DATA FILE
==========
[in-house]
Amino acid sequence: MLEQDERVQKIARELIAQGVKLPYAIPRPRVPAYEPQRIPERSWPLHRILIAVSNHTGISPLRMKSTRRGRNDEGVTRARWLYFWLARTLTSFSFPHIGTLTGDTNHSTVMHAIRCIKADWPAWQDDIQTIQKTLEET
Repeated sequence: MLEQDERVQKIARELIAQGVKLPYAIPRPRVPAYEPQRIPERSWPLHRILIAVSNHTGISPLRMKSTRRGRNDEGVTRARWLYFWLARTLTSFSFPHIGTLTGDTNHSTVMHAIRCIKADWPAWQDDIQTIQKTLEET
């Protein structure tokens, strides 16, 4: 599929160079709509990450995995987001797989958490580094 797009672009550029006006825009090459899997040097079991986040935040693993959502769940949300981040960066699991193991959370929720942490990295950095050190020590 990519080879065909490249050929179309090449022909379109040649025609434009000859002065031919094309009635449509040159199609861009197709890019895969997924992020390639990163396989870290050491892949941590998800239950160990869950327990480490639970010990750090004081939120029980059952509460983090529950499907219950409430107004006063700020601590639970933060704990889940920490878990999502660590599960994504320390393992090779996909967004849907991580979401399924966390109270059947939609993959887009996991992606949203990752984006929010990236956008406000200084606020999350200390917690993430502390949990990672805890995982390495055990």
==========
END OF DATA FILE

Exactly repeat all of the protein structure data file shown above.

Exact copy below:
[in-house]
Amino acid sequence: MLEQDERVQKIARELIAQGVKLPYAIPRPRVPAYEPQRIPERSWPLHRILIAVSNHTGISPLRMKSTRRGRNDEGVTRARWLYFWLARTLTSFSFPHIGTLTGDTNHSTVMHAIRCIKADWPAWQDDIQTIQKTLEET
Repeated sequence: MLEQDERVQKIARELIAQGVKLPYAIPRPRVPAYEPQRIPERSWPLHRILIAVSNHTGISPLRMKSTRRGRNDEGVTRARWLYFWLARTLTSFSFPHIGTLTGDTNHSTVMHAIRCIKADWPAWQDDIQTIQKTLEET
């Protein structure tokens, strides 16, 4: 599929160079709509990450995995987001797989958490580094 797009672009550029006006825009090459899997040097079991986040935040693993959502769940949300981040960066699991193991959370929720942490990295950095050190020590 990519080879065909490249050929179309090449022909379109040649025609434009000859002065031919094309009635449509040159199609861009197709890019895969997924992020390639990163396989870290050491892949941590998800239950160990869950327990480490639970010990750090004081939120029980059952509460983090529950499907219950409430107004006063700020601590639970933060704990889940920490878990999502660590599960994504320390393992090779996909967004849907991580979401399924966390109270059947939609993959887009996991992606949203990752984006929010990236956008406000200084606020999350200390917690993430502390949990990672805890995982390495055990």